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Some view Ireland’s bank guarantee as devious

Ireland's bold decision to guarantee every penny of deposits at Irish-owned banks looks to some like a psychological masterstroke in the banking crisis.
/ Source: The Associated Press

Ireland's bold decision to guarantee every penny of deposits at Irish-owned banks looks to some like a psychological masterstroke in the banking crisis — an emergency measure that could force countries across Europe and beyond to follow suit.

But European neighbors complained Wednesday that the move, announced Tuesday, has weakened confidence in their more modestly insured banks and encouraged nervous savers to shift money to the new safe haven of Dublin.

They called on European Union competition authorities to force an Irish retreat — even as policy-makers in London, Paris and Washington debated hefty hikes to their own countries' maximum guarantees. The revised U.S. bank bailout before Congress includes an increase in the insured limit from $100,000 to $250,000.

"The simple answer is: Yes, what the Irish have done should be a template for others to follow," said Alan McQuaid, chief economist at Bloxham Stockbrokers in Dublin, where shares in Irish banks enjoyed their second straight day of strong gains following calamitous falls Monday.

That Irish blank check for deposits and interbank loans amounts, in a doomsday scenario, to a maximum estimated liability of $560 billion — just to repay the debts and deposits of six banks. That's double the country's annual gross domestic product, nine times the national debt and $135,000 per citizen.

But Ireland's government leaders themselves have stressed that they made the unprecedented promise only because they calculated that by doing it, shares would rebound, foreign capital would flow in, and they would never have to spend a cent of taxpayer's money bailing out a bank.

Prime Minister Brian Cowen said he had "not handed over any money to any bank. I have provided the reputation of this state to the banks."

Some bank customers in London said Wednesday that faith in the banking system is fading and politicians' reassurances ring hollow.

"There's no panic now, but there might be if one of the major banks fail," said David Hickman, 62, leaving a branch of NatWest bank. "Then I think we'll have a serious problem."

Several economists at home and abroad cautioned that Ireland's example might be appropriate only for other small countries with a handful of key financial players, not hundreds.

"Ireland gets kudos, and rightly so, for acting before we got past the point of no return for a particular player here. But I'm not sure you could replicate this approach across Europe," said Dan McLaughlin, chief economist at the Bank of Ireland, one of the six institutions receiving government backing.

He said that Irish banks had been struggling to attract capital from foreign banks. The key part of the Irish guarantee, he said, was its promise to foreign wholesale lenders that their money deposited in Dublin would be refunded if any Irish bank failed.

"The likes of France, Germany and Italy would have hundreds upon hundreds of banks. So their liabilities would be astronomical, and their national credit ratings are not as good as Ireland's," he said, referring to Ireland's status as a country carrying a continent-low percentage of debt.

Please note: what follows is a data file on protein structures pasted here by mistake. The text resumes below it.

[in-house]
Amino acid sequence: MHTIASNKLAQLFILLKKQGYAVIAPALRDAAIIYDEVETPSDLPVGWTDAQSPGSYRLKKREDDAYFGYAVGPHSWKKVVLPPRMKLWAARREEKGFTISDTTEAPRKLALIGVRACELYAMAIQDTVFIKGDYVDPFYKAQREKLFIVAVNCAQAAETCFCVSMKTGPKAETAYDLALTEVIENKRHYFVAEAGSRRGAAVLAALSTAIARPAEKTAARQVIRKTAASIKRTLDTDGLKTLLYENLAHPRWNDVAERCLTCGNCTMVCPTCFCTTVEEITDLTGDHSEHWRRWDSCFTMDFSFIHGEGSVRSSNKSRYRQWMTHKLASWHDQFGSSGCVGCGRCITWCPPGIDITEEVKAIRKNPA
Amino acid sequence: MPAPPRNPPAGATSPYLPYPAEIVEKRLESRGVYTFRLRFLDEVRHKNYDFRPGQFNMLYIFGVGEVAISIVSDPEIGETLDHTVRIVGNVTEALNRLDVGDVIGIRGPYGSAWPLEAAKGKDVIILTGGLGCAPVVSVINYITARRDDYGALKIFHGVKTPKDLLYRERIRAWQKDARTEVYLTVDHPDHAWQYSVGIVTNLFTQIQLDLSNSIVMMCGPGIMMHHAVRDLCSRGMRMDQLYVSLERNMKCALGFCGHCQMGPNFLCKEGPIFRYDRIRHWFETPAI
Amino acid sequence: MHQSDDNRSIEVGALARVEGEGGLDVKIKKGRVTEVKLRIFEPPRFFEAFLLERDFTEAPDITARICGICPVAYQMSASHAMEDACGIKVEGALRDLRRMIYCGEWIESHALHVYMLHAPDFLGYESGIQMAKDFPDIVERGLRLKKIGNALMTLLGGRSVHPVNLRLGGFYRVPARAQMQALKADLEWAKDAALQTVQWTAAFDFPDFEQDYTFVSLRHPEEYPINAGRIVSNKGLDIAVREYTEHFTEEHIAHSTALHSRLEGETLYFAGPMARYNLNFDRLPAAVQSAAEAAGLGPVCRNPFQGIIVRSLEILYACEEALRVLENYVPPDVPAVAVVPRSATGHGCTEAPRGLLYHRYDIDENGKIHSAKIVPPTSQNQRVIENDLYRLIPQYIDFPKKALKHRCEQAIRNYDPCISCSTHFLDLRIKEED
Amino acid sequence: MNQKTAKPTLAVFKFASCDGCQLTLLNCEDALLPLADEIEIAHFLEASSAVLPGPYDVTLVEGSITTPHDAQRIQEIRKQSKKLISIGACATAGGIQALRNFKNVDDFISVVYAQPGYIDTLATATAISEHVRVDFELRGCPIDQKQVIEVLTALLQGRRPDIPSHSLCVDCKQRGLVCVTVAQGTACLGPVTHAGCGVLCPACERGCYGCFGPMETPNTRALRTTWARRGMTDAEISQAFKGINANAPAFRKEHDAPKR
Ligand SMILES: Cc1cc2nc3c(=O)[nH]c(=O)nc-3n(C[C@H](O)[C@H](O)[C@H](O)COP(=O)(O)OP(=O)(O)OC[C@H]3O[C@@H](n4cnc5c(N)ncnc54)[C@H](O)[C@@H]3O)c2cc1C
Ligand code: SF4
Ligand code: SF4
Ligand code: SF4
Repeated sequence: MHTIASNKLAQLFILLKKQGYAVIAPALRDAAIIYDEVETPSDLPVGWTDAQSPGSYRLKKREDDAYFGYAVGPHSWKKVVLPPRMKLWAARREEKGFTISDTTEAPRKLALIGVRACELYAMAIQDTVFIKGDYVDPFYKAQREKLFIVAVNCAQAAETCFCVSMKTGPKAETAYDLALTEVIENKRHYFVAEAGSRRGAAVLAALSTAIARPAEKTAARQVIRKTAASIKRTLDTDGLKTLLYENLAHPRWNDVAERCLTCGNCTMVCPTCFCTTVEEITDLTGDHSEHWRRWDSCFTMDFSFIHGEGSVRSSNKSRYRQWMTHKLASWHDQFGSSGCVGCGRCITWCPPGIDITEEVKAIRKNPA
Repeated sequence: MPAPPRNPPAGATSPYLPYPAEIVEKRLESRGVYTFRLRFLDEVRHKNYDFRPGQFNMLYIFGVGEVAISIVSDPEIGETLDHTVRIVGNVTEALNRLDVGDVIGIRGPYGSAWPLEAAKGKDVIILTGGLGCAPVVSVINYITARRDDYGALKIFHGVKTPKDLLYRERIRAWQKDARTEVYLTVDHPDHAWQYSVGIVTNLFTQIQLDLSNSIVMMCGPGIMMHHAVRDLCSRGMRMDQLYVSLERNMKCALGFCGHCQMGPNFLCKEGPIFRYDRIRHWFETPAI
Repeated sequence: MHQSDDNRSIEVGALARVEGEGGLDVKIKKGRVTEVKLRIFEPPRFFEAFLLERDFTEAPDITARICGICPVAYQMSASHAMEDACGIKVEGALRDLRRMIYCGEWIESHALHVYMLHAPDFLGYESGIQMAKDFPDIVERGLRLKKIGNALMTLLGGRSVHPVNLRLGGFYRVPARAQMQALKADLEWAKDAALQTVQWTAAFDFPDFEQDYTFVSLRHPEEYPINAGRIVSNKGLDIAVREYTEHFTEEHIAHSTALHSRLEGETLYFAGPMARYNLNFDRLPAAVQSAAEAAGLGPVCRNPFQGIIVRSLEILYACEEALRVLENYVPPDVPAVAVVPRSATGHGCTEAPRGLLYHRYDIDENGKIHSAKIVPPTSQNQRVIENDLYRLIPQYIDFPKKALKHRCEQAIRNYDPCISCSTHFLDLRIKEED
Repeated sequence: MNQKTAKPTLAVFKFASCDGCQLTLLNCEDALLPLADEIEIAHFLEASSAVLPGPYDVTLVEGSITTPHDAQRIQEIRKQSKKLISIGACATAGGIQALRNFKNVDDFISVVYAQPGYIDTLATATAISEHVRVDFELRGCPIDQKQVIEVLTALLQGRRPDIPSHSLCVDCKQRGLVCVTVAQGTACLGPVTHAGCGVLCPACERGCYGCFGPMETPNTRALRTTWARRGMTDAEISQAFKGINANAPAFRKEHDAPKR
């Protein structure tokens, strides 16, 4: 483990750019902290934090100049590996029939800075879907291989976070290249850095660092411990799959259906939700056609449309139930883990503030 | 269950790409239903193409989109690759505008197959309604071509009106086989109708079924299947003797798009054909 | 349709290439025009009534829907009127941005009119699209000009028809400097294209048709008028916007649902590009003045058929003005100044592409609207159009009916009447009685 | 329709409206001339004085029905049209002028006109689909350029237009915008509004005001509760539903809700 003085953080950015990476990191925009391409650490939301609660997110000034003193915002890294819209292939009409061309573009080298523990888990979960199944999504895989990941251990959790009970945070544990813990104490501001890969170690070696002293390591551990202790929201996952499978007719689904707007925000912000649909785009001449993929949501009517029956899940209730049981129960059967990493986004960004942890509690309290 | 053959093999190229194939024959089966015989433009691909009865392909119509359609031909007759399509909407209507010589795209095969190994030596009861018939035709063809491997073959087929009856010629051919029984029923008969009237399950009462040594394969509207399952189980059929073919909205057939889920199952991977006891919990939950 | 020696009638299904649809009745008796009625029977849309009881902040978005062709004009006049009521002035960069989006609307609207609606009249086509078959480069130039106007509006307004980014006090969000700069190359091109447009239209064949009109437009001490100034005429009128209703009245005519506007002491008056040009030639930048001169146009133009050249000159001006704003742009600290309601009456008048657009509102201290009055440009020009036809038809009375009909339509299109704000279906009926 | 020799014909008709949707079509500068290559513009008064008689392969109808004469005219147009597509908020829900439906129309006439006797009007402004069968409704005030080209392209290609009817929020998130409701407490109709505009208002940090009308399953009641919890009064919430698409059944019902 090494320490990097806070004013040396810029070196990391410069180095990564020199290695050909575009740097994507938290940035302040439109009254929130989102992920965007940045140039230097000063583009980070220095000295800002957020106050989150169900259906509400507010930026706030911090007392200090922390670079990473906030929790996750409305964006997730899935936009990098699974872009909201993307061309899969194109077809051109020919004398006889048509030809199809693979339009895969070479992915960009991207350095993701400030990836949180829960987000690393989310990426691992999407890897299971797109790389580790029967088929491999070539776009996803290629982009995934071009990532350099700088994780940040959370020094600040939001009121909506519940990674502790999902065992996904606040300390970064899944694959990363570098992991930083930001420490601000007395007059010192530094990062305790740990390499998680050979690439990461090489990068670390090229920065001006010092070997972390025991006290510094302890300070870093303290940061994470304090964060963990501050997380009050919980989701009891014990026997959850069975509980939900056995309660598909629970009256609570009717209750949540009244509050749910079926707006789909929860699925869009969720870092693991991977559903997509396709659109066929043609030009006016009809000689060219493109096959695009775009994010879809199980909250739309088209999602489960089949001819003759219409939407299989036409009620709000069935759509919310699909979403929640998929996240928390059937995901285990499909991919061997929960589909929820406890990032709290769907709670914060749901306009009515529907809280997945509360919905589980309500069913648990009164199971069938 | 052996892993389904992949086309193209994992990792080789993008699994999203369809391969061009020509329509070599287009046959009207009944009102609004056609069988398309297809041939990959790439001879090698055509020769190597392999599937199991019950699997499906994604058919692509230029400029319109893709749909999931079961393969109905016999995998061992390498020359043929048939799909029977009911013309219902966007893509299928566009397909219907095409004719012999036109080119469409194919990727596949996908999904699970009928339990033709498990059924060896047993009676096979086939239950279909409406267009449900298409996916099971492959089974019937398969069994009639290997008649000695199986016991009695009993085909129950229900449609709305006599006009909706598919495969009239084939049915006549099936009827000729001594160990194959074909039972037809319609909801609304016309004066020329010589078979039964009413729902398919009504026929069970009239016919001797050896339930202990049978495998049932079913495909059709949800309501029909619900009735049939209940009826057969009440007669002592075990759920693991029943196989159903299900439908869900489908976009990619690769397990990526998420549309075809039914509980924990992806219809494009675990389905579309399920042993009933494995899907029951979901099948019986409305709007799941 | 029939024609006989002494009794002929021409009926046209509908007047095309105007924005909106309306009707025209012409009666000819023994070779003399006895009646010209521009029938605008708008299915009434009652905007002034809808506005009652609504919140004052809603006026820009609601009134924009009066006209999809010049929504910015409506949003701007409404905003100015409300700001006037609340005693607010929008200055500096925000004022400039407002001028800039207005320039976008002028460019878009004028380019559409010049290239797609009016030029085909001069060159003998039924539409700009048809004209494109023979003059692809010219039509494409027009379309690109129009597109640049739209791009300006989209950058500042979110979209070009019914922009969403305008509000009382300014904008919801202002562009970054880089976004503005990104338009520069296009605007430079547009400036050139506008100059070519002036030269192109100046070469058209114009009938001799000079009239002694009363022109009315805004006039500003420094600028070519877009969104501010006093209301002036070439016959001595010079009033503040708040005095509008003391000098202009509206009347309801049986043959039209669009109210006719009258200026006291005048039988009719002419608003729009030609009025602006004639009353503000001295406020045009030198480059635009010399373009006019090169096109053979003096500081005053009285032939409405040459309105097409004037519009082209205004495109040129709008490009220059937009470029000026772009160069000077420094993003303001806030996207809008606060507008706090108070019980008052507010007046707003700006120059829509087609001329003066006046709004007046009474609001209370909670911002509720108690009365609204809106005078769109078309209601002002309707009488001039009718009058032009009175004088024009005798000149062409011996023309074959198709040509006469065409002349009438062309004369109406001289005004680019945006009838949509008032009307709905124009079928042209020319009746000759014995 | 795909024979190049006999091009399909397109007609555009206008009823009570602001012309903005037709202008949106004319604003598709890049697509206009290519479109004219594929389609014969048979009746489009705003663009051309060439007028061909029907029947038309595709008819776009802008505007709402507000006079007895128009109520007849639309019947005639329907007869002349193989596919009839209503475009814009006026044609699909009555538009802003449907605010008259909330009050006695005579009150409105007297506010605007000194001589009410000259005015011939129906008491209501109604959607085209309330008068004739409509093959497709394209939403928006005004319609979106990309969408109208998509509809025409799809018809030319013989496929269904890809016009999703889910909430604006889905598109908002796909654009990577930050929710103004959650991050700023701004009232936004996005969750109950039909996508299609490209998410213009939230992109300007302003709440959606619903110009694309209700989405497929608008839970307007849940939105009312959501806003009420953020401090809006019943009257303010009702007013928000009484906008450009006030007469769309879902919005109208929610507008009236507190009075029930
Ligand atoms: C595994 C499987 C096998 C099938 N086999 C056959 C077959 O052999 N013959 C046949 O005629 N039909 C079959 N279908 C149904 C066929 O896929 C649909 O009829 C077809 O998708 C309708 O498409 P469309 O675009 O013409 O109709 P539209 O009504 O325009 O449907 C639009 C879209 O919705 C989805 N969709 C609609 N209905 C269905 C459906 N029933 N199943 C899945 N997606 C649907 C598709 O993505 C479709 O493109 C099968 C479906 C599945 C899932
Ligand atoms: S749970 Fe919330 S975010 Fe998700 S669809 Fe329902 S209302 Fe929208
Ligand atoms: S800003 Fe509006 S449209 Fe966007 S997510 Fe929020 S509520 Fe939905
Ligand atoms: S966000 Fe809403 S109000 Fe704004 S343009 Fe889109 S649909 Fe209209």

The EU requires a minimum $28,000 protection on deposits. France guarantees $100,000, Italy $145,000 and Norway $340,000.

Ireland raised its minimum five-fold to $140,000 last month in an initial, failed attempt to stop speculators' assault on Irish bank stocks.

In Brussels, EU Competition Commissioner Neelie Kroes declined to criticize the Irish move outright — but noted that the Irish had failed to coordinate its move with other EU members. Her office said it would investigate whether Ireland engaged in unfair practices.

"I would like to plead to national governments today not to act unilaterally, but rather to continue their practice of consulting the (European) Commission when they are confronted with problems that may require state aid to the banking sector," she said.

Ireland's own EU representative, Financial Services Commissioner Charlie McCreevy, suggested that his colleague were being unrealistic. Governments like Ireland "don't have the luxury of waiting forever and a day to make up their minds about critical matters," the former Irish financial minister said.

In London, the British government said it planned to raise its own deposit guarantees to $89,000 from the current limit of $62,000. But bank lobbyists said that wouldn't be enough to compete with the Irish.

"While we support proposals aimed at reintroducing stability to the financial markets, we need fair play for financial institutions across Europe," the British Bankers Association said in a complaint about the Irish move.

Some economists warned that other countries might regret following the Irish — because it was reckless to promise to pay a bottomless bill.

"In responsible governments these policies have to be backed by realistic funding," said Philip Shaw, chief economist of Investec in London.

"Offering a blanket protection is dangerous to public finances. Acting to maintain faith in the financial system is understandable, but most governments would be loath to follow the Irish example," he said.

Shaw laughed out loud when asked whether Ireland was now a safer place to deposit money than Switzerland, where bank guarantees top out at just $27,000.

"If it was really that smart to proclaim an unlimited guarantee," he said, "more governments would have done it already."